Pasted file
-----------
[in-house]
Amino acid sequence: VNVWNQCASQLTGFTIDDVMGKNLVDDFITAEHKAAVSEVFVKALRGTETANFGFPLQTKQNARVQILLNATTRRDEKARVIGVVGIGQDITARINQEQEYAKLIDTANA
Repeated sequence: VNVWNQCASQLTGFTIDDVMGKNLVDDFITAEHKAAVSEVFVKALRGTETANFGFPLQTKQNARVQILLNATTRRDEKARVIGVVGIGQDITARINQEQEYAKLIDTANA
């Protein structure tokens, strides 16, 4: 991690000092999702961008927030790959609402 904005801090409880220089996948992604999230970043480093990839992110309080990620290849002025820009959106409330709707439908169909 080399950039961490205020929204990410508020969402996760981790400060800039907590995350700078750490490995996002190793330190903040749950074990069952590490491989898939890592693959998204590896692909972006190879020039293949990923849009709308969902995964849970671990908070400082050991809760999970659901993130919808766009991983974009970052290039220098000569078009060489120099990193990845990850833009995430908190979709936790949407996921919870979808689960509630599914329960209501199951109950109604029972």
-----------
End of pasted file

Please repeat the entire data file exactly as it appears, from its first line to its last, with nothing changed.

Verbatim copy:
[in-house]
Amino acid sequence: VNVWNQCASQLTGFTIDDVMGKNLVDDFITAEHKAAVSEVFVKALRGTETANFGFPLQTKQNARVQILLNATTRRDEKARVIGVVGIGQDITARINQEQEYAKLIDTANA
Repeated sequence: VNVWNQCASQLTGFTIDDVMGKNLVDDFITAEHKAAVSEVFVKALRGTETANFGFPLQTKQNARVQILLNATTRRDEKARVIGVVGIGQDITARINQEQEYAKLIDTANA
């Protein structure tokens, strides 16, 4: 991690000092999702961008927030790959609402 904005801090409880220089996948992604999230970043480093990839992110309080990620290849002025820009959106409330709707439908169909 080399950039961490205020929204990410508020969402996760981790400060800039907590995350700078750490490995996002190793330190903040749950074990069952590490491989898939890592693959998204590896692909972006190879020039293949990923849009709308969902995964849970671990908070400082050991809760999970659901993130919808766009991983974009970052290039220098000569078009060489120099990193990845990850833009995430908190979709936790949407996921919870979808689960509630599914329960209501199951109950109604029972």